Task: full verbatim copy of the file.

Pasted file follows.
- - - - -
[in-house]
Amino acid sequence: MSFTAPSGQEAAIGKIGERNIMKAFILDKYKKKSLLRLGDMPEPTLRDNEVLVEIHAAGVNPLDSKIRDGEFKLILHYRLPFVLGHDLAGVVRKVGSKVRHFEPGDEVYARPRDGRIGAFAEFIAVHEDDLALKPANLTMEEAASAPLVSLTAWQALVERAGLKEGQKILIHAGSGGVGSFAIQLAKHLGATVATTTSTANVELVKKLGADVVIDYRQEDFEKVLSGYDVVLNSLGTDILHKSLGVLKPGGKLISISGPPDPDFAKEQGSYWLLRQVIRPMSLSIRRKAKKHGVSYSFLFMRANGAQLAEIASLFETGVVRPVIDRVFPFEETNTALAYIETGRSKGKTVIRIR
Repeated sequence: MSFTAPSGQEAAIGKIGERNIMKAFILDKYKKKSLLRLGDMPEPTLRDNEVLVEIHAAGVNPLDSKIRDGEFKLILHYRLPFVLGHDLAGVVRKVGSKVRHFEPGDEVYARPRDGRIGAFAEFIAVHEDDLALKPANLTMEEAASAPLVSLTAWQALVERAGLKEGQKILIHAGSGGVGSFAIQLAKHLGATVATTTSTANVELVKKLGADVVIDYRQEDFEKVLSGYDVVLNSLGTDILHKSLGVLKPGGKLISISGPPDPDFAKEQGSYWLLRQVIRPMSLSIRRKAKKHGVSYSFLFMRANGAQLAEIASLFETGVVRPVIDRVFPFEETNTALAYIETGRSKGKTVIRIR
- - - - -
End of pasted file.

[in-house]
Amino acid sequence: MSFTAPSGQEAAIGKIGERNIMKAFILDKYKKKSLLRLGDMPEPTLRDNEVLVEIHAAGVNPLDSKIRDGEFKLILHYRLPFVLGHDLAGVVRKVGSKVRHFEPGDEVYARPRDGRIGAFAEFIAVHEDDLALKPANLTMEEAASAPLVSLTAWQALVERAGLKEGQKILIHAGSGGVGSFAIQLAKHLGATVATTTSTANVELVKKLGADVVIDYRQEDFEKVLSGYDVVLNSLGTDILHKSLGVLKPGGKLISISGPPDPDFAKEQGSYWLLRQVIRPMSLSIRRKAKKHGVSYSFLFMRANGAQLAEIASLFETGVVRPVIDRVFPFEETNTALAYIETGRSKGKTVIRIR
Repeated sequence: MSFTAPSGQEAAIGKIGERNIMKAFILDKYKKKSLLRLGDMPEPTLRDNEVLVEIHAAGVNPLDSKIRDGEFKLILHYRLPFVLGHDLAGVVRKVGSKVRHFEPGDEVYARPRDGRIGAFAEFIAVHEDDLALKPANLTMEEAASAPLVSLTAWQALVERAGLKEGQKILIHAGSGGVGSFAIQLAKHLGATVATTTSTANVELVKKLGADVVIDYRQEDFEKVLSGYDVVLNSLGTDILHKSLGVLKPGGKLISISGPPDPDFAKEQGSYWLLRQVIRPMSLSIRRKAKKHGVSYSFLFMRANGAQLAEIASLFETGVVRPVIDRVFPFEETNTALAYIETGRSKGKTVIRIR